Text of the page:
November 13, 2018

Isuzu

‘Without trees we won’t survive’: Prince Harry, environmental message

prince harry

In the local language, Queensland’s Fraser Island is called K’gari, meaning paradise, and that’s just what Prince Harry says he found during his visit.

The Duke of Sussex turned his focus from the Invictus Games for wounded war veterans to the environment on the seventh day of his royal tour of Australia. His first engagement was to dedicate the K’gari/Fraser forest to the Queen’s Commonwealth Canopy, a network of forest conservation initiatives, which involves most countries of the Commonwealth. He said the project was committed to raising awareness of the value of Indigenous forest and to saving them for future generations.

“Put simply, without trees and forests we don’t survive. It is a symbiotic relationship and one that so many people still fail to realise,” he said in his dedication speech. Harry praised the island, which he on Monday explored and learned about from the local Butchulla and others.

“As you all know too well, K’gari means paradise and that is certainly what we’ve experienced today,” he said.

“It is up to us now to protect this paradise together, not just because it looks beautiful, but because it is a essential part of our existence and will continue to be for our children and their children’s children.” The 206,970 acres of pristine rainforests is the second Australian forest to be added to the Queen’s Commonwealth Canopy project.

In a space between towering satinay trees in Pile Valley, the prince received a blessing from the Butchulla who performed their smoking ceremony, welcoming him to K’gari. After a special walk to the island’s Big Tree, a satinay 1,000 years old that survived Fraser’s logging past, he emerged into a clearing to a rapturous welcome.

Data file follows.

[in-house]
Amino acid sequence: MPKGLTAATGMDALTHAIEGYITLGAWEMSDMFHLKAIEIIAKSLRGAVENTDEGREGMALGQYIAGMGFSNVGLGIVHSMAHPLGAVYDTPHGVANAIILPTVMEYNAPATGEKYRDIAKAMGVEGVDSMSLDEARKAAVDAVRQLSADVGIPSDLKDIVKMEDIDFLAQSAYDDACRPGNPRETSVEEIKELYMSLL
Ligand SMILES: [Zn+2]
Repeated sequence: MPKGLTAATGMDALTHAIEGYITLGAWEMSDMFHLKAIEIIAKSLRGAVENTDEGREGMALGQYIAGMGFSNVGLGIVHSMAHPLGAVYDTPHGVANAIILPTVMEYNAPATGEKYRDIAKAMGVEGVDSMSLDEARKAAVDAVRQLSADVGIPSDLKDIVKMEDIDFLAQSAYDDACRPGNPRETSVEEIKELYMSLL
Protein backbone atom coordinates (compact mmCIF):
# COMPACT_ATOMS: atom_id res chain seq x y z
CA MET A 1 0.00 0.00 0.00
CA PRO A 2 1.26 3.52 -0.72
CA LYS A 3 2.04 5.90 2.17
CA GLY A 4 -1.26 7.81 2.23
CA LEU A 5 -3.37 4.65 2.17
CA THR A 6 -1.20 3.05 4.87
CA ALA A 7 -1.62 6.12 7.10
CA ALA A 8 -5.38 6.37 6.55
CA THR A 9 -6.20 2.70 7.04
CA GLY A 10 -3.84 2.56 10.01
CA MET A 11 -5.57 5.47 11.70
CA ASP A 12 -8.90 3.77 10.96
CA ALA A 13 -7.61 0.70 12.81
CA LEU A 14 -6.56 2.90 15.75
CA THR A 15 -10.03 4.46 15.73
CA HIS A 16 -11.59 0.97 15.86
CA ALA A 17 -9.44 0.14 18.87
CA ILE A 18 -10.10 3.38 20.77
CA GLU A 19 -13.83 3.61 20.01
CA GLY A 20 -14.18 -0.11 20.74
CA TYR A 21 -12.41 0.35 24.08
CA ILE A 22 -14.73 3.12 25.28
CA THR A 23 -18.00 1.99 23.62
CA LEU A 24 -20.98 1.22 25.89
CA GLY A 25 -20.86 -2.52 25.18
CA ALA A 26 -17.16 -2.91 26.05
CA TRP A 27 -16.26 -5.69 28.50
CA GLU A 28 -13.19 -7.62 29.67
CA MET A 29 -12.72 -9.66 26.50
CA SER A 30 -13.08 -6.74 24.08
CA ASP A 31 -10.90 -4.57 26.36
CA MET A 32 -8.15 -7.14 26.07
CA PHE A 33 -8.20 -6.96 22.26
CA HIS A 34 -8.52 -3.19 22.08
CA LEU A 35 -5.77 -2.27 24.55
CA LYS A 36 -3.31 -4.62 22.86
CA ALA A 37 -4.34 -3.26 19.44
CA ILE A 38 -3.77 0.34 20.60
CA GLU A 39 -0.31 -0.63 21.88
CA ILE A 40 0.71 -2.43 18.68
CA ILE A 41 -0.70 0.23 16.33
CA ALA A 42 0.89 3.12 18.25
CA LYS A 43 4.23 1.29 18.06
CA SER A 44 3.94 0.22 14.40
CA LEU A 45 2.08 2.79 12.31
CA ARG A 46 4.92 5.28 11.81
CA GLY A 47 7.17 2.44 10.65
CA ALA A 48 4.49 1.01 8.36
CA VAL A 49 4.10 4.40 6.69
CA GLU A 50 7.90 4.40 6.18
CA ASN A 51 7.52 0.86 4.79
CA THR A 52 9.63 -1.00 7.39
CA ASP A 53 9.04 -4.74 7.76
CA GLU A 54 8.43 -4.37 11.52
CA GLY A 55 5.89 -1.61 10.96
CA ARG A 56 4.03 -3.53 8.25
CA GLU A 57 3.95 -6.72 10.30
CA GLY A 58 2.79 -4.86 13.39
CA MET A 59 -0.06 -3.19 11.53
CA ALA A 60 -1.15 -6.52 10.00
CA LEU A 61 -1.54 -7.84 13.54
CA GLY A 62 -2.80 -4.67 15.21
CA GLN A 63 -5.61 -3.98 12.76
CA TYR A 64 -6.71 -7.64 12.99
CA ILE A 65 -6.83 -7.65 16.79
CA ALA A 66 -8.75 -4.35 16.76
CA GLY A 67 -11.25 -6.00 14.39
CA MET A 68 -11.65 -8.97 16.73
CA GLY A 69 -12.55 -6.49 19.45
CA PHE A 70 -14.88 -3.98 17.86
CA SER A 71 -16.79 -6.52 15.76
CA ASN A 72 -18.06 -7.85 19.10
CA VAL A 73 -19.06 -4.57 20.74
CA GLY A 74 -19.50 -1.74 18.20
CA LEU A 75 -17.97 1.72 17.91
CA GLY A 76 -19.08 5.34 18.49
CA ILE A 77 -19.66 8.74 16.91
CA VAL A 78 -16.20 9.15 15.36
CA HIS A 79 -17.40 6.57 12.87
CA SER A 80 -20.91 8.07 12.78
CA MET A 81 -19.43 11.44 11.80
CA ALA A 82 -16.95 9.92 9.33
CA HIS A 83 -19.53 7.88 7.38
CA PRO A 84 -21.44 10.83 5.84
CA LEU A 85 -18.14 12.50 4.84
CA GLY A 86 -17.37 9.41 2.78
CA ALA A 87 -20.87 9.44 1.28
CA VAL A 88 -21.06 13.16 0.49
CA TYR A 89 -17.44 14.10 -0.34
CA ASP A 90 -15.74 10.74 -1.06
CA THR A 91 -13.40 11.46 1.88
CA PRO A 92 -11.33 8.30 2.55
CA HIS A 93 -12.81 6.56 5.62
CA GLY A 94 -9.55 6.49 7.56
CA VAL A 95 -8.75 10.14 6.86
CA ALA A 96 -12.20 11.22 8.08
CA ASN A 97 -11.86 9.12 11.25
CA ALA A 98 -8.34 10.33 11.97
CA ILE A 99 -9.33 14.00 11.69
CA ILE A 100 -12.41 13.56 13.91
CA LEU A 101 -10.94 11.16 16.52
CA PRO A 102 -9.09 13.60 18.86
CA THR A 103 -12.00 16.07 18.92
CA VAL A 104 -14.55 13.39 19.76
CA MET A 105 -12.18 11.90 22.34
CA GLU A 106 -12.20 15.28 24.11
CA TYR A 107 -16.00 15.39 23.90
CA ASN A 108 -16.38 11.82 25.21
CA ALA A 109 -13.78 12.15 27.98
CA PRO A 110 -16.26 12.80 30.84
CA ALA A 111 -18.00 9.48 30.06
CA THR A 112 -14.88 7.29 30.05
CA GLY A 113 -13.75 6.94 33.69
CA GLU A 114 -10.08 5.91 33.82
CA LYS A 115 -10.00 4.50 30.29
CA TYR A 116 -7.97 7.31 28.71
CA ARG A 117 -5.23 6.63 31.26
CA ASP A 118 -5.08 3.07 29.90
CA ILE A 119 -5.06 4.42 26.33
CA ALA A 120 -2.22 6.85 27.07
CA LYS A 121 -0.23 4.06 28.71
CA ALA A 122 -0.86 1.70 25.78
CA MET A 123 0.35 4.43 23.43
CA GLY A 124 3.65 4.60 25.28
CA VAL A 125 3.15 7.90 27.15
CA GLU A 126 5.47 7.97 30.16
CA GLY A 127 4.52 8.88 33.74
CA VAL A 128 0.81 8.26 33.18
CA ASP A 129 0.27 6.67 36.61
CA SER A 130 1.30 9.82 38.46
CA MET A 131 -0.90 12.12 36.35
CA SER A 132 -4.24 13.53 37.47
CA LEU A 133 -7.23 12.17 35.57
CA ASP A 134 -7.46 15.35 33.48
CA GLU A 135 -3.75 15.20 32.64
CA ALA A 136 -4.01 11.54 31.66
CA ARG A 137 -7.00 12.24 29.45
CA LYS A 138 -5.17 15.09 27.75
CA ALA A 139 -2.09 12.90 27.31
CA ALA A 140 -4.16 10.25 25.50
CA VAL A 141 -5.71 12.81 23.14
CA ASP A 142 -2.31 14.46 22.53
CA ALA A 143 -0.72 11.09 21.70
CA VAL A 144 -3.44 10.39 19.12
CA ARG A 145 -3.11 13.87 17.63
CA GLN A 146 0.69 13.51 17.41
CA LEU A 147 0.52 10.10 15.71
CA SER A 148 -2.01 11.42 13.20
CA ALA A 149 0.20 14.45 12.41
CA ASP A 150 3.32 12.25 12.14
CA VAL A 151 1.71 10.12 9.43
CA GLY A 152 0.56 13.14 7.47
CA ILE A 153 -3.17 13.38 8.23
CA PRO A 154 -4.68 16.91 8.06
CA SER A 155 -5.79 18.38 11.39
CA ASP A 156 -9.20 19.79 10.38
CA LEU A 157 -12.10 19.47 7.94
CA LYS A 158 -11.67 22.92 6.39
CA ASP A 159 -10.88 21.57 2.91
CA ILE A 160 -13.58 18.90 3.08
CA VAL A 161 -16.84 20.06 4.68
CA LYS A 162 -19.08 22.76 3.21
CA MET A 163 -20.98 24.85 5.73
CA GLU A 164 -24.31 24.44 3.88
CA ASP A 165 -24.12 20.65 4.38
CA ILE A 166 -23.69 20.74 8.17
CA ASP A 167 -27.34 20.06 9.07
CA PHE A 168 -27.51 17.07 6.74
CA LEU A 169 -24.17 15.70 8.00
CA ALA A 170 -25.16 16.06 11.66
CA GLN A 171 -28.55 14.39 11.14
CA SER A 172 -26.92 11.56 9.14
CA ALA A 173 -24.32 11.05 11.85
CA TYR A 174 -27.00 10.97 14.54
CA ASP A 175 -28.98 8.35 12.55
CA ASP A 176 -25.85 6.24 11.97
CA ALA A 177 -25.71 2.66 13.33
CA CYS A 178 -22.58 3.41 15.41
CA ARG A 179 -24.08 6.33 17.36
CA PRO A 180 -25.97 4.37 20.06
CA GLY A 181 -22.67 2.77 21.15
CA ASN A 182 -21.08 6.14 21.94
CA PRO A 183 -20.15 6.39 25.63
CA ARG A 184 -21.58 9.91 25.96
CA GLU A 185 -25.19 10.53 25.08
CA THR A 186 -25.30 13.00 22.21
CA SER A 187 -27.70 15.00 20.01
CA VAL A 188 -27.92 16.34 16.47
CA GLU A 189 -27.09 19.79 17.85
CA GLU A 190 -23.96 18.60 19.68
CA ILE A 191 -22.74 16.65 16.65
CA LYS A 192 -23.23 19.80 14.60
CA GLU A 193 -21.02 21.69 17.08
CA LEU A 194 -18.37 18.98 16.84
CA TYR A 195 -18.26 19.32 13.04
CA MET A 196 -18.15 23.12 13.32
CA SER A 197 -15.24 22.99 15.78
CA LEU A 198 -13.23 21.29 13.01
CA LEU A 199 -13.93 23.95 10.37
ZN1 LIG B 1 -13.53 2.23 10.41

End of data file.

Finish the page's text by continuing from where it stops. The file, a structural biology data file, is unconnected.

Aunty Mally Clarke drew laughter from the crowd and the prince when she called out “he’s even better looking in person”.

“I’ll take that as a compliment,” Prince Harry said from behind the microphone set up in the forest clearing. Harry shook hands with each dancer before an impromptu meet and greet among those gathered in the forest before leaving to see the crystal clear fresh waters of the island’s Lake McKenzie and a trip along the beach.

There he took off his shoes and walked barefoot in the shallows and spent quite some time talking locals who showed him around the white beach on the world’s largest sand island.

It was a perfect, sunny Queensland day for the royals to visit the world’s largest sand island. The duke had earlier travelled from the Queensland mainland to Fraser Island on the bumpy barge just like almost any other tourist, while a pregnant Meghan took a more sedate journey on a cruiser.

Harry was to have been accompanied by Meghan for the day’s engagements but she stayed behind at one of the island’s resorts to rest. She joined him later in the day for a walk on Kingfisher Bay jetty.

Prince Harry also met the premier, Annastacia Palaszczuk, who gave the couple a hand-made teddy bear from Tambo, in the heart of Queensland’s sheep country, for their first baby expected in the northern spring. Hervey Bay paramedics Graeme Cooper and Danielle Kellam will attend an official reception.

They will be recognised for their act of kindness after a photo of them granting a dying woman’s wish to see the ocean one last time went viral and captured hearts around the world.

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